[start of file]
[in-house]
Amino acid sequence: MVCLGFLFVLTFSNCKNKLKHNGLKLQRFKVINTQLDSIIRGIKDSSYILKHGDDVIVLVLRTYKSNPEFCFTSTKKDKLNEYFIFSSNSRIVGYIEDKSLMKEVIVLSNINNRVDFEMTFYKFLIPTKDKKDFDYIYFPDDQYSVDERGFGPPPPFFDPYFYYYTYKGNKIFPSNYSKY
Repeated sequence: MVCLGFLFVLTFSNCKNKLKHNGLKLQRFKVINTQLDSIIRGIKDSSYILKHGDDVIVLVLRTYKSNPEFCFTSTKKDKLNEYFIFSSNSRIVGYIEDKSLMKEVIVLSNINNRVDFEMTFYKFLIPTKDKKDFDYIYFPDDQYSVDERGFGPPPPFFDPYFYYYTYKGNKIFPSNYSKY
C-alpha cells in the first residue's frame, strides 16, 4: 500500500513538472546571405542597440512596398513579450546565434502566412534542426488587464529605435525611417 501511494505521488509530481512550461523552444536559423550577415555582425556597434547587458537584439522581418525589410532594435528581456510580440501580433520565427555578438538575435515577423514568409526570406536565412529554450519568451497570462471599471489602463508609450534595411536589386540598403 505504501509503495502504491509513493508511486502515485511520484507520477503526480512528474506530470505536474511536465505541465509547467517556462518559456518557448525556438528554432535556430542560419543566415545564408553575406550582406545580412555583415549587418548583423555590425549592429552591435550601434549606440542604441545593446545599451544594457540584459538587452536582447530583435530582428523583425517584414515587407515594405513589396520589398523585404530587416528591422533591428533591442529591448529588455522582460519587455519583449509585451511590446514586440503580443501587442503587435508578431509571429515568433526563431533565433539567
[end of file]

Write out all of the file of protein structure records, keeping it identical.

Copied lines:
[in-house]
Amino acid sequence: MVCLGFLFVLTFSNCKNKLKHNGLKLQRFKVINTQLDSIIRGIKDSSYILKHGDDVIVLVLRTYKSNPEFCFTSTKKDKLNEYFIFSSNSRIVGYIEDKSLMKEVIVLSNINNRVDFEMTFYKFLIPTKDKKDFDYIYFPDDQYSVDERGFGPPPPFFDPYFYYYTYKGNKIFPSNYSKY
Repeated sequence: MVCLGFLFVLTFSNCKNKLKHNGLKLQRFKVINTQLDSIIRGIKDSSYILKHGDDVIVLVLRTYKSNPEFCFTSTKKDKLNEYFIFSSNSRIVGYIEDKSLMKEVIVLSNINNRVDFEMTFYKFLIPTKDKKDFDYIYFPDDQYSVDERGFGPPPPFFDPYFYYYTYKGNKIFPSNYSKY
C-alpha cells in the first residue's frame, strides 16, 4: 500500500513538472546571405542597440512596398513579450546565434502566412534542426488587464529605435525611417 501511494505521488509530481512550461523552444536559423550577415555582425556597434547587458537584439522581418525589410532594435528581456510580440501580433520565427555578438538575435515577423514568409526570406536565412529554450519568451497570462471599471489602463508609450534595411536589386540598403 505504501509503495502504491509513493508511486502515485511520484507520477503526480512528474506530470505536474511536465505541465509547467517556462518559456518557448525556438528554432535556430542560419543566415545564408553575406550582406545580412555583415549587418548583423555590425549592429552591435550601434549606440542604441545593446545599451544594457540584459538587452536582447530583435530582428523583425517584414515587407515594405513589396520589398523585404530587416528591422533591428533591442529591448529588455522582460519587455519583449509585451511590446514586440503580443501587442503587435508578431509571429515568433526563431533565433539567